Devin Shirley – Arkansas Blue Cross and Blue Shield
When it comes to data security, the buck’s got to stop somewhere. At Arkansas Blue Cross and Blue Shield, it stops with Devin Shirley.
“As technologies change, so do the bad guys,” explains Shirley, since 2016 the chief information security officer for Arkansas’ biggest insurer. “You can never depend on the system you have today. They, the bad guys, will always try to find a way around it tomorrow.”
While Shirley—like so many others at the forefront of data privacy—chooses not to discuss in detail what systems he’s implemented, he does say that since his responsibilities were upgraded to CISO three years ago, next-generation redundancies and enhanced general procedures are part of a refreshing new philosophy.
“Before this, there hadn’t been a single point of control,” he tells Toggle in midsummer while working remotely. “Oversight for security had been parceled out to different areas. They made another team in order to have someone in leadership who is responsible for leading security efforts and developing the security strategy.”
IT takes teamwork
With a diverse bunch under Shirley’s wing, he welcomes input from his team of 25, which varies by age and experience level.
“This isn’t your average 8-to-5 job,” Shirley says, reminding of the responsibility Arkansas Blue Cross and Blue Shield assumes when it gathers data on behalf of its members. “We have an impressive list of clients, and of course privacy is always at the forefront of everything we do.”
To serve their members, a digital transformation is well underway, with the company weighing the needs of longstanding customers against the phone- and app-driven expectations of the younger set.
Among Shirley’s goals is to have his team achieve by year’s end what’s known as HITRUST certification from the Dallas area company of the same name. An acronym for Health Information Trust Alliance, the certification provides independent verification of a service provider’s security controls, with a third party assessing on-site testing.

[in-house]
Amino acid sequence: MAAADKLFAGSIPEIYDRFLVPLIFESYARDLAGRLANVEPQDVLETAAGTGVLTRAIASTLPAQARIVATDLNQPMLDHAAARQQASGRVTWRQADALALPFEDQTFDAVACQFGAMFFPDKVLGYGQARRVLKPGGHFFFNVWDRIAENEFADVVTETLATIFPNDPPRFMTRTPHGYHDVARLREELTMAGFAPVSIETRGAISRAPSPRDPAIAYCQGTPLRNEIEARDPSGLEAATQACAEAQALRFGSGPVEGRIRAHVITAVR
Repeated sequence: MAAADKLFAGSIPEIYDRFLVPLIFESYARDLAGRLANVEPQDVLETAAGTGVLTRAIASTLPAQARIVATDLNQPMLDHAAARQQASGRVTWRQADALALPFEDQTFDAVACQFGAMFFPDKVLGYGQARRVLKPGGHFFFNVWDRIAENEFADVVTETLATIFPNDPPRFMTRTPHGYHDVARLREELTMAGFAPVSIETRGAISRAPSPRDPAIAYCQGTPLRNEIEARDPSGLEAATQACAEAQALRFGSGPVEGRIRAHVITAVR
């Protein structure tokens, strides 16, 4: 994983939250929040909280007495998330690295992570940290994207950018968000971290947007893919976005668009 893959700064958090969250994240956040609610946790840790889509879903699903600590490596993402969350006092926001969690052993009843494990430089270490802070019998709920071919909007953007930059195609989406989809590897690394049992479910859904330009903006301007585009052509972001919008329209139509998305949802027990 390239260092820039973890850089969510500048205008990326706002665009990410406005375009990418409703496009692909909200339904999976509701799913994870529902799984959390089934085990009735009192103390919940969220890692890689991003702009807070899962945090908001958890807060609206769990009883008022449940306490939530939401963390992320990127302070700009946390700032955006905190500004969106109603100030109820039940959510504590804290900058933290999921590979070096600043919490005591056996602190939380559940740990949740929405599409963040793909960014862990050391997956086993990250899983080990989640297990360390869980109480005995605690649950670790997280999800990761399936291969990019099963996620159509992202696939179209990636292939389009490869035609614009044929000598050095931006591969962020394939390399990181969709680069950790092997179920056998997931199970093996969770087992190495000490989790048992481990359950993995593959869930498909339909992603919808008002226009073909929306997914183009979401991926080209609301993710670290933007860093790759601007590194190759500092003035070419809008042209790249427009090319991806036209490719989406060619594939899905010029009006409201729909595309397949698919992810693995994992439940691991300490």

“It’s a good way to measure yourself every two years,” Shirley says, clarifying that certificates do become outdated.
Meanwhile, there are more basic lessons for the CISO team to teach.
Better mind the basics
Even in today’s heightened awareness of hacking risks, many people unwittingly render themselves vulnerable. Sometimes it’s with such basic errors as taping a password to a screen or opening phishing emails.
“We’re constantly sending out emails and posting internet stories and showing what phishing looks like,” he says. “We share headlines about what recently happened in which industry—health care, banking, the public sector—as a reminder to be extra cautious.”
And if ever there were a time to be extra cautious, Shirley says it’s now, as COVID-19 still has much of the Arkansas BCBS working remotely. The staffers by now well-aware of security risks, it’s been mostly business as usual, though Shirley remarks how familiar everyone’s getting with one another’s families and pets during virtual meetings.
With military precision
As to how Shirley pursued infotech as a career—it wasn’t all by design. A 1996 West Point mechanical engineering graduate, IT became an acquired interest when he was stationed as a signal officer in Fort Sill, Oklahoma, and the more Shirley got into it, the more appealing it became.
The need for info-security and encryption also growing exponentially, he stuck with it, earning a master’s in telecommunications management from Oklahoma State University in 2000. More recently, he’s been able to decorate his walls with an alphabet soup of such IT certifications as CCSK, CRISC, CCSFP, GISP, CISSP and, of course, CISO. Ever practicing what he preaches about this not being an 8-to-5 job, he’s a graduate of the FBI CISO Academy and a member of the IBM Security Services board of advisors.
And when not engaged in some type of cyber defense, Shirley still won’t let his guard down.
For he’s also a third-degree black belt in Krav Maga, the self-defense practice adopted by the Israeli Defense Forces. Offense might seem a better characterization for this fighting style that borrows from karate, wrestling and jiu jitsu. Though the student is advised to avoid a confrontation, it’s all aggression should there seem no other option.
An active and spry 46-year-old married father of four, Shirley is the chief instructor at Arkansas Self-Defense in Little Rock. He’s also writing a book on this martial art that he learned from his 19 years of training in Krav Maga and other forms of combat while in the Army.
Years well spent, he’s quick to remind.
“The Army made me who I am today,” he adds. “It instilled confidence and pushed me into leadership roles. It gave me the discipline and mindset to form a goal and execute the strategy necessary to get it done.”
Current goals, of course, include his team achieving that prestigious HITRUST certification in a matter of months.
“This mission never ends,” Shirley reminds.
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